By Brecht Decaluwé in Aurillac CSC - Saxo Bank tried to stamp its collective authority on the Tour...
By Brecht Decaluwé in Aurillac
CSC - Saxo Bank tried to stamp its collective authority on the Tour de France Friday, with a show of force on the undulating roads through the Massif Central. But the Danish team's tactics produced only a minor reshuffle at the finish, with Damiano Cunego the sole big name to lose time.
Bjarne Riis' team meant business right from the start, putting Jens Voigt in the breakaway and then driving the peloton soon after Cunego was involved in a crash after 60 kilometres. It appeared that CSC - Saxo Bank had made a concerted effort to distance Cunego and Quick Step leader Stijn Devolder, as the peloton split into echelons with a 25-strong group up front. However, 40 kilometres later, after work from Lampre and Quick Step, the two main groups were back together.
Rolf Aldag, directeur sportif from the Columbia team was not comfortable with the CSC tactics. "If they started pulling after Cunego crashed then I think they shouldn't have done that," Aldag said.
Riis explained why CSC chose to ride offensively and said he felt Cunego had received enough time to return in the peloton. He was actually more annoyed with the tactics of Caisse d'Epargne, who refused to work with CSC despite having several riders in the front group. "Every team has its own tactics and one should respect that. There are other days where teams don't understand us, when we do something," Riis said.
When asked about the crash of Cunego and the reaction from the CSC team, Riis said: "Early on we had Jens [Voigt] in the front, so we didn't have to ride. Then we didn't ride because there was a crash, but afterwards the race goes on and since Jens was caught back we moved to the front. The course turned and there were more crosswinds, no metre was flat and that's hard for everybody.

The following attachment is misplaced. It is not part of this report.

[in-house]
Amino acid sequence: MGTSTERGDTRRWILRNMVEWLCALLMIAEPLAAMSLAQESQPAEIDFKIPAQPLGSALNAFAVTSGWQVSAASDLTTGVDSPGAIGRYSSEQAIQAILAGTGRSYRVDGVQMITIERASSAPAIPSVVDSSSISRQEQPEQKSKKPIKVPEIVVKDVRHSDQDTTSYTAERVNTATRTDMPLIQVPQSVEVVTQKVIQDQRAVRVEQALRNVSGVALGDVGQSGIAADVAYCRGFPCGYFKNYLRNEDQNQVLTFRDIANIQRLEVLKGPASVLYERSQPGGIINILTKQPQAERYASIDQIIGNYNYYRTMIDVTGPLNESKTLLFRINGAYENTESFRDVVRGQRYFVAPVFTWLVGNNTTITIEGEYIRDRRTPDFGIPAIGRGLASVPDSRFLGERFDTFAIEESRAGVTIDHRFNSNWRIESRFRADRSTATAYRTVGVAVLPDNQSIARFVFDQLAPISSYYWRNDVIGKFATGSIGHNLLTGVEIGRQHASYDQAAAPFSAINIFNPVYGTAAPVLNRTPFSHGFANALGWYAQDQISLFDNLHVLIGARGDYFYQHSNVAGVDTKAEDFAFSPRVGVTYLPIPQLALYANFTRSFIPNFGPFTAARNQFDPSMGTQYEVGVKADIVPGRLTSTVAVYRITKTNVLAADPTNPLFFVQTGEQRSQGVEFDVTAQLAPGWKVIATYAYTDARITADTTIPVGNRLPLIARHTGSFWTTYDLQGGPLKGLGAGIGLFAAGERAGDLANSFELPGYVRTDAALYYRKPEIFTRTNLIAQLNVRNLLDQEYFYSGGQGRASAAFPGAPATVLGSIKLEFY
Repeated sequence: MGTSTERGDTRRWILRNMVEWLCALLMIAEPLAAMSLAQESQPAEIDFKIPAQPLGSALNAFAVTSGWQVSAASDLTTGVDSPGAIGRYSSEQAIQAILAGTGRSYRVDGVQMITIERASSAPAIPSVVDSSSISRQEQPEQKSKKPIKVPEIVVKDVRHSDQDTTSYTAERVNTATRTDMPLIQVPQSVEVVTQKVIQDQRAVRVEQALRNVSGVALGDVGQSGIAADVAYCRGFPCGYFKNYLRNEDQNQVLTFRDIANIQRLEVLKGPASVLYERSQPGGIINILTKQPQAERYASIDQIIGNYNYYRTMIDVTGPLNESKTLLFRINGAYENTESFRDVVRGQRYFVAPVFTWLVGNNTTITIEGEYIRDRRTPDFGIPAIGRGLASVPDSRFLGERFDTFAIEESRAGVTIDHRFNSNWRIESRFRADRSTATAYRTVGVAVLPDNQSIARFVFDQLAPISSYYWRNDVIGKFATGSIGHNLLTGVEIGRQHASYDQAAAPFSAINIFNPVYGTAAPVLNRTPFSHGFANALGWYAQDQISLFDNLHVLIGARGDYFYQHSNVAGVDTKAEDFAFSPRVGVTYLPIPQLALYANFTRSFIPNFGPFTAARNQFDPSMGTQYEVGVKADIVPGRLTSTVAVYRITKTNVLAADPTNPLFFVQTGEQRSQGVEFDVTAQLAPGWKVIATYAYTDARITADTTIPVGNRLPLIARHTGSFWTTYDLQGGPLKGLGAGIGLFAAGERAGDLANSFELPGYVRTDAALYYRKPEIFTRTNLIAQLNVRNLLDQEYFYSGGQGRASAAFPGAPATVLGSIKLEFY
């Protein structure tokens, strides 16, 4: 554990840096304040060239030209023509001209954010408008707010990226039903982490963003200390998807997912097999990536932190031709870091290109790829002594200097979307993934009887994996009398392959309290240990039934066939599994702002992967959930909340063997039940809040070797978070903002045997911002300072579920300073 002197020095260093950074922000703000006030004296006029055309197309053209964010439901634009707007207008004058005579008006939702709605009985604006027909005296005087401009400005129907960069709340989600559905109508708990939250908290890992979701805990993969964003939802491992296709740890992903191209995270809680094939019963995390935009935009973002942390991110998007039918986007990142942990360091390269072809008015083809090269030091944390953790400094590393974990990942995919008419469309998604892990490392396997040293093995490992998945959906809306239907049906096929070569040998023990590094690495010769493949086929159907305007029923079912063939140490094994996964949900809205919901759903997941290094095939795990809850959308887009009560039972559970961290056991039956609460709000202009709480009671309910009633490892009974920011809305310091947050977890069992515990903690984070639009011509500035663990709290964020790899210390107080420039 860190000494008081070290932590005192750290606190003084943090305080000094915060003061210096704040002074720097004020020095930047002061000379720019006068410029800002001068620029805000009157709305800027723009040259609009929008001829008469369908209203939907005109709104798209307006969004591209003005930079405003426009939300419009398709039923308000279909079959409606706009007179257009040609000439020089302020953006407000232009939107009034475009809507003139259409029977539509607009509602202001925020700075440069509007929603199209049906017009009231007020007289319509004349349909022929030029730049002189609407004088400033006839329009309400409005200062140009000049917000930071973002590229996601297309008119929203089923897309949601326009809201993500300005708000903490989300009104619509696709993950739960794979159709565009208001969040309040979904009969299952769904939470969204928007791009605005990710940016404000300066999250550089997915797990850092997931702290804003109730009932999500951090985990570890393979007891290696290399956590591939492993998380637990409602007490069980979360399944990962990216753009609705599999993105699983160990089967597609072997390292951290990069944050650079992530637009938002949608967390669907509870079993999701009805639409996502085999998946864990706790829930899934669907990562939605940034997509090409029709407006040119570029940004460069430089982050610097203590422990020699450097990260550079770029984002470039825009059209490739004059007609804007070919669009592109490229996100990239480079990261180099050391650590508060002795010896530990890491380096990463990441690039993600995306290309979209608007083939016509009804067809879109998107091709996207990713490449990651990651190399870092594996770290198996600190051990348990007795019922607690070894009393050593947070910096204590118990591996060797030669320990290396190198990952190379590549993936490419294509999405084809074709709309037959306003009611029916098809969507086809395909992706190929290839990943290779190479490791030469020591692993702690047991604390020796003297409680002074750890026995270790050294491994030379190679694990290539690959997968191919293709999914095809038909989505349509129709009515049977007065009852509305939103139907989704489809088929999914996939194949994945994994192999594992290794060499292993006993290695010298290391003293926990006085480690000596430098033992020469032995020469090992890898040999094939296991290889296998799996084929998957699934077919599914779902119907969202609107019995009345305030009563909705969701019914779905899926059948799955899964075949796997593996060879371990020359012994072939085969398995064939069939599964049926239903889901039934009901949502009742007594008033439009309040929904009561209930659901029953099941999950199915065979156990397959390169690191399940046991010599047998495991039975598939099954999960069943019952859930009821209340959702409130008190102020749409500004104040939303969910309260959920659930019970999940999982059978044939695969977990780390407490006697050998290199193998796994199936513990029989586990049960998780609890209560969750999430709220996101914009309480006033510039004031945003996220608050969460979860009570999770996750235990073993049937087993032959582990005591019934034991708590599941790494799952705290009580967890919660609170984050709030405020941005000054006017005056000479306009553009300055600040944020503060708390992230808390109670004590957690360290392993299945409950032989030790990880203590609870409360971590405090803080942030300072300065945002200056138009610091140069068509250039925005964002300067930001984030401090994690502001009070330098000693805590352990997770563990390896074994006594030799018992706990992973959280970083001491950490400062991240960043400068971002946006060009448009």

"I told the guys to put the hammer down to put the pressure on everybody and see which riders and teams have the legs in the peloton," Riis added. "The most important thing I learned is that my team is strong. Slowly we are getting into the race and we are looking forward to the mountains."
One of the CSC riders, Fränk Schleck, said he wasn't aware of Cunego's crash and had a different story to tell. "We were pulling in front and 10 minutes later we heard there was a crash," said Schleck. "We started to ride in the front to stay out of trouble."
Team-mate Jens Voigt wasn't happy with the support from the Caisse d'Epargne riders either. "We created a split in the crosswinds section. It looked quite promising for a moment, but nobody helped us, that's why we stopped," said Voigt. It did seem like some riders from Caisse d'Epargne were also pulling at one moment, but Voigt said he did not consider that as help. "They pulled with one man while they had the strongest team in the race, that's not enough," Voigt said.
While the efforts of the CSC team didn't harm any general classification contenders, it did hurt a lot of other riders and some were forced to abandon. France's general classification contender Christophe Moreau had written a preview on the stage in L'Equipe in which he said that it would be an even harder stage than on Thursday; in fact Moreau himself turned out to be one of the victims. Other riders who abandoned were Mauro Facci (Quick Step) and John Gadret (Ag2r La Mondiale). The latter had been sick and suffered right from the start.
Big time gaps were marked down at the finish line in Aurillac, and the last group crossed the line 21'53" after winner Sánchez. The Garmin team suffered a big blow as their road captain Magnus Backstedt missed the time cut by more than four minutes. The giant Swede crossed the finish line in a terrible condition and needed medical assistance.
Despite the casualties, Aldag maintained it was a waste of energy from the CSC team. "For us it didn't matter too much what CSC was doing up front, as long as our general classification guys were there," said Aldag. "I think CSC used a lot of energy and in the head they're probably not feeling that great, because their efforts didn't really result in major upsets.
Hendrik Redant from the Silence-Lotto team shared this opinion. "All favourites were in the front, so the echelons were useless," said Redant.
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